Scientists Reveal the Perfect Handshake

Scientists Thursday unveiled a step-by-step guide to an age-old custom the average person performs 15,000 times during their life -- the handshake.

Researchers at the University of Manchester, in northern England, discovered that nearly one-in-five people questioned hated having to shake hands with the biggest complaints listed as sweaty palms, limp wrists, gripping too hard and lack of eye contact.

Professor Geoffrey Beattie, head of psychological sciences, devised the equation taking into account 12 key measures -- such as vigor, eye contact, hand temperature, positioning and length -- needed to convey respect and trust to the recipient.

He said: "The human handshake is one of the most crucial elements of impression formation and is used as a source of information for making a judgment about another person.

"A handshake reveals aspects of the personality of the person giving it -- for example, a soft handshake can indicate insecurity, whilst a quick-to-let-go handshake can suggest arrogance.”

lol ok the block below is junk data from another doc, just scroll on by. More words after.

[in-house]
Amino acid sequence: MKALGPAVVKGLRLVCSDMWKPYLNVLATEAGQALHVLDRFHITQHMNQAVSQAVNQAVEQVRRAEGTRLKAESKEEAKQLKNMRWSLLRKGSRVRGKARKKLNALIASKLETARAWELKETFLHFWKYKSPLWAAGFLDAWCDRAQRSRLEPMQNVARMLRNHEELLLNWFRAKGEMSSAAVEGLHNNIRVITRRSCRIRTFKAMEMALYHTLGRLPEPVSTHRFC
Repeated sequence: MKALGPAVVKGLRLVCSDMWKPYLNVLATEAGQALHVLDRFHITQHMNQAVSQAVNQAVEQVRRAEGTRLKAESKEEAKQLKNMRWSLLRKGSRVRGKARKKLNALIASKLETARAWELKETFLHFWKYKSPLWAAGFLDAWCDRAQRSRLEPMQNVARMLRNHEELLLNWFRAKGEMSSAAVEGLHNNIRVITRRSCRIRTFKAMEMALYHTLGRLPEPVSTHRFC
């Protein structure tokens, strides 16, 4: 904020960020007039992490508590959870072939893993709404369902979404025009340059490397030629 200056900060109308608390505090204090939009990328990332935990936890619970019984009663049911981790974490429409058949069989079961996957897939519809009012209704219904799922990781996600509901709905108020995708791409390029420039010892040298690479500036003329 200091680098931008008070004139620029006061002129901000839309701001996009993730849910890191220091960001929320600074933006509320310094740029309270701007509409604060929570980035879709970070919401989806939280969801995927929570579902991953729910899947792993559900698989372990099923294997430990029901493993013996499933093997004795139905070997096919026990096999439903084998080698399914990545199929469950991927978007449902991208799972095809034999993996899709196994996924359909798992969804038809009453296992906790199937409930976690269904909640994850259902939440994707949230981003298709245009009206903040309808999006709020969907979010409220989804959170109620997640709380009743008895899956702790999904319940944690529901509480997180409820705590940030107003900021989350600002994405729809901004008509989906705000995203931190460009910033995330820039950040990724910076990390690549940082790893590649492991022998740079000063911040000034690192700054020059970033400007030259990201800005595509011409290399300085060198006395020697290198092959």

Beattie’s guide to the perfect handshake applies to both men and women and reads: use the right hand; a complete grip and a firm squeeze (but not too strong); a cool and dry palm; approximately three shakes, with a medium level of vigor, held for no longer than two to three seconds.

The handshake must also be executed with eye contact kept throughout and a good natural smile with an appropriate verbal statement, according to the scientist.

The handshake has been a traditional greeting, a symbol of peace and a key part of business deals for thousands of years.

The formula: